It’s an ambitious roject, but I can’t say as if I’m up for it. Even if I crash at midnight, testing still goes on for a few hours after that.

        • I’ll have a go at collecting numbers tomorrow, assuming everyone does a noticably slow run which is at full fuel we can then compare people?

  2. Rugel said on 2nd February 2010, 1:22

    Does anyone know what time is the test on feb2 Canadian eastern time?

    • Victor said on 2nd February 2010, 1:32

      it’s either -5 or 6 hrs…. so around 5am? (i’m making a rough guess here)

    • bwells said on 2nd February 2010, 3:47

      I’m on the west coast and it starts at 1am my time… so you should be 4 hours after… the easiest I’ve found is just google “Valencia Spain time” and then do the math… :)

  3. ferrari seem to be chewing thru their allotment of tyres…

    Only so many this year from what I hear.

  4. also I noticed brawn/merc haven’t rectified the illegal exhaust on the car yet…I am surprised they have done this considering there running under basically same rules as 09 in this area.

    I am laying cash on the fact they are wanting to distract other teams from something or other by a displaying such a obvious blatant fault.

  5. wasiF1 said on 2nd February 2010, 2:10

    It will be interesting to see how Kamui Kobayashi compares with his team mate Pedro today.
    Also I have to say a warm welcome for the season to come alive & to see so many F1 fans in F1F excited about the new season,hope it continues today.

  6. Do engine allocations and tyre allocations count in pre-season testing? If someone blows up an engine, would it mean that they are down an engine for the 2010 season?

    • luigismen said on 2nd February 2010, 3:30

      Don’t think so… they are “Testing”. They can use components that are illegal

      • Prisoner Monkeys said on 2nd February 2010, 3:33

        Athough they technically can use illegal parts, it’s a bit pointless since the purpose of testing is to test. They want to make sure the parts they’ve developed for racing wrk the way they’re supposed to; since they obviously can’t use illegal parts in the races, to include them in testing would be a waste of time.

        • Not necessarily a waste of time. Teams may occasionally find some value in, for example, running parts from last year that are no longer legal in 2010 on the basis that they are a known quantity and therefore reduce the number of unknown quantities inherent in a new car.

          Last year, McLaren ran a 2008-spec rear wing in testing to establish whether their problems with rear end grip were caused by the 2009-spec wing or something else.

          There might also be another purpose in running an illegal car in testing – to appeal to potential sponsors. In 2001, Jean Alesi set some stunning times in testing for the financially challenged Prost team – but never quite managed to repeat that form on race weekends…

    • yes and yes.

      You get x amount of engines for ‘testing’ which is separate from the allocation2 of ‘race engines’. Same goes for tyres too.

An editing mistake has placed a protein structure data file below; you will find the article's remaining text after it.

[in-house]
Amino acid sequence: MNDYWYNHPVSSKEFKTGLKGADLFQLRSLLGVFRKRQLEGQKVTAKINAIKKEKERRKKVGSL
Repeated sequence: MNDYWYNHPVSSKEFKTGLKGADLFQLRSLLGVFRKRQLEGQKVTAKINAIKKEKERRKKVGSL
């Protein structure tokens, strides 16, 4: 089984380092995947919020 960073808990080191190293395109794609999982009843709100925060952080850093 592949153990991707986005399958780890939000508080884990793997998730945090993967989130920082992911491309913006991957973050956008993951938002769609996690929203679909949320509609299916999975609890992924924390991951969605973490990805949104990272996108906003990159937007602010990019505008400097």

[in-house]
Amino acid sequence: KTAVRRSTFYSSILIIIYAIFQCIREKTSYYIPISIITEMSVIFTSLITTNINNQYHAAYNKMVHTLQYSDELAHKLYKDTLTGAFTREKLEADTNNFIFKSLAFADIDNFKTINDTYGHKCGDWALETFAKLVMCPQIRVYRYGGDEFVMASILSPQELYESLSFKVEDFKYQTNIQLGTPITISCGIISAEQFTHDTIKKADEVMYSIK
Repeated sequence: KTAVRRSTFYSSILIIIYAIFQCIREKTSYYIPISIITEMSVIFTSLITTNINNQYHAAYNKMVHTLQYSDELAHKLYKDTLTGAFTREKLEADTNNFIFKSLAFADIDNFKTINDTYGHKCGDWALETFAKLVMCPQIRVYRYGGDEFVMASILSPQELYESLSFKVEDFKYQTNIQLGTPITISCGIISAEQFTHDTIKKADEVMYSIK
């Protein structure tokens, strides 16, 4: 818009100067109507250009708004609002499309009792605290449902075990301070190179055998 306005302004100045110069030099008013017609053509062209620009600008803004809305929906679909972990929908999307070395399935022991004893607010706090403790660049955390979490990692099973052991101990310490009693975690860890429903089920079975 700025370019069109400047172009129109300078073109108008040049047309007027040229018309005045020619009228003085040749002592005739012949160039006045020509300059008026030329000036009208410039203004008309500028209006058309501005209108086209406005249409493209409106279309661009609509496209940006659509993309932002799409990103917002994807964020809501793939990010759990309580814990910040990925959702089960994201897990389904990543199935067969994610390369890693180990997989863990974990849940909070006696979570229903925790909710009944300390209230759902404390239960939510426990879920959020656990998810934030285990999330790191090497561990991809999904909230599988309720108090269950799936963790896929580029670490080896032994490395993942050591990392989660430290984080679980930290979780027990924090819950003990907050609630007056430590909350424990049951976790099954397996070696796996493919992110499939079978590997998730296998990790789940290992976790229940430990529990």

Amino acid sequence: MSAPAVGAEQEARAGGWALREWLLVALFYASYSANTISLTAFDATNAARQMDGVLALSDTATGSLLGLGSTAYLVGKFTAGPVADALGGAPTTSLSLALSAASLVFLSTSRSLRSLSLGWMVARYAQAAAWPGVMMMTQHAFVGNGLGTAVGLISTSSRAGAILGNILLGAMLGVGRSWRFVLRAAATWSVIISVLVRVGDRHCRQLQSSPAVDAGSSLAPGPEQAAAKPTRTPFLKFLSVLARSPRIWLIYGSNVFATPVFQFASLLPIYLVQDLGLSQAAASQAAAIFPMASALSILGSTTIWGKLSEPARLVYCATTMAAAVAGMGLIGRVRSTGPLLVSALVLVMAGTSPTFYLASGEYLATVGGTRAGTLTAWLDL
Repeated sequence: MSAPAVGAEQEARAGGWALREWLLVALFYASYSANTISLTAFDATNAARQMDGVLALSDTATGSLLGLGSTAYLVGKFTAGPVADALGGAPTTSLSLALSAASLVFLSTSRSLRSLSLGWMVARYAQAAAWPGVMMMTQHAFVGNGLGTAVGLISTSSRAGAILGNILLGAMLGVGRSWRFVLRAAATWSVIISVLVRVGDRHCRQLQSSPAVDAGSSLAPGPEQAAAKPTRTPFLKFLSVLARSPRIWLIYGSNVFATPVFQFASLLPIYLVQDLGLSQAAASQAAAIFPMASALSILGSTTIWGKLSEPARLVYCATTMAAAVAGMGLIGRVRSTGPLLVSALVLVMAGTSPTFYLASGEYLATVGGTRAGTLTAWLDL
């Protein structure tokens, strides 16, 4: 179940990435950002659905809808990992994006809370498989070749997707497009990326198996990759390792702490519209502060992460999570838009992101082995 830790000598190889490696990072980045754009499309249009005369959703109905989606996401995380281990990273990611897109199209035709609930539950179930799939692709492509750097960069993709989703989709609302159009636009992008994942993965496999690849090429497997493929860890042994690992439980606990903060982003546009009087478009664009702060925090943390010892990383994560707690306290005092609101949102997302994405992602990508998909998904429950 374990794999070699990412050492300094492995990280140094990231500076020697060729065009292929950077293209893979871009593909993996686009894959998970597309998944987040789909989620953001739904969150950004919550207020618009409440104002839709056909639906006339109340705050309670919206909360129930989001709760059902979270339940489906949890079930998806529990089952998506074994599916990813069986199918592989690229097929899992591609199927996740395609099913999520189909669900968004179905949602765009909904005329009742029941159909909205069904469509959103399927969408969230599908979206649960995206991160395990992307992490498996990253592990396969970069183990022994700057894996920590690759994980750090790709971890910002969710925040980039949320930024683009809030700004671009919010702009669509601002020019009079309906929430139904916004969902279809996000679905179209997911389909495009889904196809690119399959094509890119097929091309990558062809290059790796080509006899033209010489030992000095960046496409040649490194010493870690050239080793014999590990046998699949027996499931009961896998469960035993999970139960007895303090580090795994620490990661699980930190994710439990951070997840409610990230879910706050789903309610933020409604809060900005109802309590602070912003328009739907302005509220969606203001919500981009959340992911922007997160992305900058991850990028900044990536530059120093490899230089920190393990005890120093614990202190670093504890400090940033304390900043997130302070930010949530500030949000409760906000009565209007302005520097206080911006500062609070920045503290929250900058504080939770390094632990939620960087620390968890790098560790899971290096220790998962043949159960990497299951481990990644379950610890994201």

from red bull>
      “Due to the limit on tyres available to the teams,” he said. “There’s no point in burning up engine mileage and rubber on an RB5. We’d rather use the tyres for quality testing at the three tests that we have confirmed we’ll run at, starting with the first test in Jerez.”

      • Cool.

        Another question. On race weekends Bridgestone specifies what tyre compounds will be used. Does the same apply with testing? Does Bridgestone say, “we will be supplying soft and super soft tyres for this test, and hard and medium tyres for the next test”? Or are the teams free to use whatever compound tyres they desire?

        • Prisoner Monkeys said on 2nd February 2010, 8:47

          I’m pretty sure the teams are free to use whatever tyres they wish. However, they’ll naturally have one or two compunds selected because they fit the condiitons of the circuit bst.

  7. Vikas said on 2nd February 2010, 4:05

    Good morning guys…Looking forward to seeing Hamilton :-)

  8. CounterStrike said on 2nd February 2010, 4:06

    JA gives a fair idea of the expected fuel loads:

    My understanding is that the front running teams will settle into a routine of running around 80 kilos of fuel, half full tanks, for their long runs to develop the car. Teams looking for sponsors or otherwise trying to catch the eye will be running around 40 kilos at times, a difference worth around 1.5 seconds per lap. This is something to watch out for over the four test sessions this month.

    So,it will be very obvious all round when a time has been set on low fuel and new tyres.

  9. bwells said on 2nd February 2010, 4:11

    I sure hope that start/finish webcam is working tonight… or tomorrow for most of you… that’ll be a nice addition to translating live timing..

    It’ll be interesting with a couple new drivers onboard.. be able to get some comparisons to a point… I hope everyone is over the first day “where going to win!!/omg we’re doomed!!” stage of testing… ya… who am I trying to kid… lol… let’s all relax and enjoy the show… :)

  10. jose arellano said on 2nd February 2010, 4:49